Our server, Cesar is a tall, lanky young man with a mop of sandy curls. As is her style, Lee begins to interrogate the unsuspecting Cesar on the finer points of raw food. What is it really, and how is it different from vegan food?

Cesar is unflappable. He’s clearly navigated this territory before and boils it down to one concise statement: “If you eat raw, you’re kind of a vegan by default.” He does concede that raw food is about a preparation style, while vegan is a philosophy, but advises us that there is no wheat or starch in the menu – only “simulated starch” which is likely to be created from pureed raw nuts. Cesar tells us that this is the only raw food restaurant in Manhattan committed to a fine dining experience (hence the cooked food prices) and artisanal ingredients, many sourced from the nearby Union Square Greenmarket. But, aside from the ingredients, tradition – in the culinary sence – is an anathema at Pure Food and Wine. “There is no old guy wielding the bludgeon of tradition in the kitchen,” says Cesar. “These are young, visionary kids.” The Chef de Cuisine is 25 years old.

Lee and I order the chef’s tasting menu, and she sits back to survey the crowd, noting that it is a mix of suits and earthier types. A different server brings our first course to the table and announces, “This is your Gestapo.” Just behind him, Cesar makes a correction. It is, in fact Gazpacho – consisting of pureed mango, radish and avocado, served in a martini glass. “This is your amuse bouche,” he tells Lee, who promptly retorts, “The French would find that amusing.” But the golden potion manages to do the intended job, and is full of pepper, crunch and a smooth, subtle sweetness.

From there on, dinner becomes a bit like all-you-can-eat buffet night in the Garden of Eden. For each course we are both presented with a different dish so we can share. We take note of several characteristics of raw food. First, it is incredibly fresh and, well, green. Everything has a fresh, clean and crisp taste. Oddly enough, there is very little of the aroma that you would typically get with hot food, so the sense of smell seems to have taken the night off. The taste buds and the teeth are doing all the work.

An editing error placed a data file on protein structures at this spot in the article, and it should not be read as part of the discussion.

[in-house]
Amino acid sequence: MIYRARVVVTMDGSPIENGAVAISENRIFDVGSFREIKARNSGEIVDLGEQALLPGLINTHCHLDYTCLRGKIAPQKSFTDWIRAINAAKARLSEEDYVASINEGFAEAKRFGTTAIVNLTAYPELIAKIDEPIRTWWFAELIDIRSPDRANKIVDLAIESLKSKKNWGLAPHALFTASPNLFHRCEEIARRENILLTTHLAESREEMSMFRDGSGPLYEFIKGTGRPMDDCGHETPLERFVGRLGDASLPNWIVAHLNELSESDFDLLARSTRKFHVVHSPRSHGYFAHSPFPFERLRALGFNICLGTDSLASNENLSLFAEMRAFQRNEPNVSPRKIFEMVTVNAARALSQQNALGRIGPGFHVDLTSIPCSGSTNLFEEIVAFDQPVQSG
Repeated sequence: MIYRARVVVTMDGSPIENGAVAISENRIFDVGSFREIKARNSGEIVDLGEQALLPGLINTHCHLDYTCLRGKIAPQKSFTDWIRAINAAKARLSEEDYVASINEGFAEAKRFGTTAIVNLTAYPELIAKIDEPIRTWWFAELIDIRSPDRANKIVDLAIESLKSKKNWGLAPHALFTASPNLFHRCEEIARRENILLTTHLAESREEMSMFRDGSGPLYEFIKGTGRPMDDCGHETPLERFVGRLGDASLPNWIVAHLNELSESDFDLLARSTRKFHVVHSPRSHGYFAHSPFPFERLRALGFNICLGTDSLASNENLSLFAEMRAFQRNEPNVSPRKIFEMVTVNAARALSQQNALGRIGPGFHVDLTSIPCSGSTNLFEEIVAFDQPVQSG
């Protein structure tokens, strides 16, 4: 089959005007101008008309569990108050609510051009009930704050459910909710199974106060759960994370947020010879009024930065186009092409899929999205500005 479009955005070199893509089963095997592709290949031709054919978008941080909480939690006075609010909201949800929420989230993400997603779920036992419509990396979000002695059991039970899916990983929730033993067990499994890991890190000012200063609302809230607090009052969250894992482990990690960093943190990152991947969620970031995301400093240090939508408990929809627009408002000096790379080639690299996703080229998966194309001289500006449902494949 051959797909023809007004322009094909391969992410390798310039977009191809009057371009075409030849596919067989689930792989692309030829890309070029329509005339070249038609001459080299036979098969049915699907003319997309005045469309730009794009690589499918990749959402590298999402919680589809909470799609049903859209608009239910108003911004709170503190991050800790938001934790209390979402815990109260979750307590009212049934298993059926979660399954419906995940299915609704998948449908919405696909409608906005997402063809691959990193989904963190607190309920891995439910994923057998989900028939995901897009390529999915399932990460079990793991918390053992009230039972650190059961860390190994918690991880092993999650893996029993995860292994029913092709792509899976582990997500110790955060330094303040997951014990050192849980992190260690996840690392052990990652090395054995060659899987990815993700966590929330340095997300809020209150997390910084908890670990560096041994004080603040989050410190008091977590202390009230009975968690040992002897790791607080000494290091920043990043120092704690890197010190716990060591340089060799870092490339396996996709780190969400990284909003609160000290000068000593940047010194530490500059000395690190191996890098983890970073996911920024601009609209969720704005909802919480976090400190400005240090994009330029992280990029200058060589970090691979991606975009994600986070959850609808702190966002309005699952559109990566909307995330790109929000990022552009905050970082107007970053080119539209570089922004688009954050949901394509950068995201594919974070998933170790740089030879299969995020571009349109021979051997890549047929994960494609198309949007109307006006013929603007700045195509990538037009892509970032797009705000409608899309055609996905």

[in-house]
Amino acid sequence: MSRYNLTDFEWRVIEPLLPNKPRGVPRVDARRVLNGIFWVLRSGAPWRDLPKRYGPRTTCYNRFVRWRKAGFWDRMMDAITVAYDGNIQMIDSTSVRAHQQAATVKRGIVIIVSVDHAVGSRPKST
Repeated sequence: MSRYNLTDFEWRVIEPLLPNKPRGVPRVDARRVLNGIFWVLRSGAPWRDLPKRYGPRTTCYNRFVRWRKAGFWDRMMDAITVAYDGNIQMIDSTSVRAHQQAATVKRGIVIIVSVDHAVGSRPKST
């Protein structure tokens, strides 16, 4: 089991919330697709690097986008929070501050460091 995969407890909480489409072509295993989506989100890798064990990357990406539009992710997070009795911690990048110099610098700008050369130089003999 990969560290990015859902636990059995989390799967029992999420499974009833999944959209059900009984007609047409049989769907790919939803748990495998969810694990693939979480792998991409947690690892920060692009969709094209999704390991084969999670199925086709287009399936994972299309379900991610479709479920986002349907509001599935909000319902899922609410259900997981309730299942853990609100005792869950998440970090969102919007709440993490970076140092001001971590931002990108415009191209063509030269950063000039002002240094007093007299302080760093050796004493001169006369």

Lee reflects on the dramatic difference between this and how she was brought up. “We were Kosher, so everything was cooked and cooked.”

We then take note that the alcohol absorption rate of raw food is far less than a diet high in fat and protein. Our second round of drinks – an herbaceous, sustainable Sancerre from France – has gone directly to our heads. I’m definitely feeling a buzz, and through the haze of it all consider that the pairing of raw food and wine may be an art that has yet to be developed. You need a strong wine to stand up to those raw vegetables.

The color palate of the dishes brought to our table is brilliant. There is intense visual appeal. Not exactly eye candy, but definitely eye veggies. An avocado soup is the color of sea foam. Emerald-green Spicy Thai Lettuce Wraps with mahogany-colored Tamarind Chile Sauce, pea shoots, mango and cabbage are artfully arranged. Sweet maize corn, red peppers, snap peas and fat morel mushrooms marinated in balsamic vinegar looks like a mountain of festive confetti. A white corn tamale is bursting with a rich, nutty filling. Red cabbage is the color of rubies and is so tangy my eyes water. Prior to dessert, a palate cleanser of Lime Ice is pucker-tart and refreshing. We agree that it is a garden of earthly delights and Lee may indeed be a convert. “I’m astonished at the creativity and the fact that it can be so appealing,” she raves.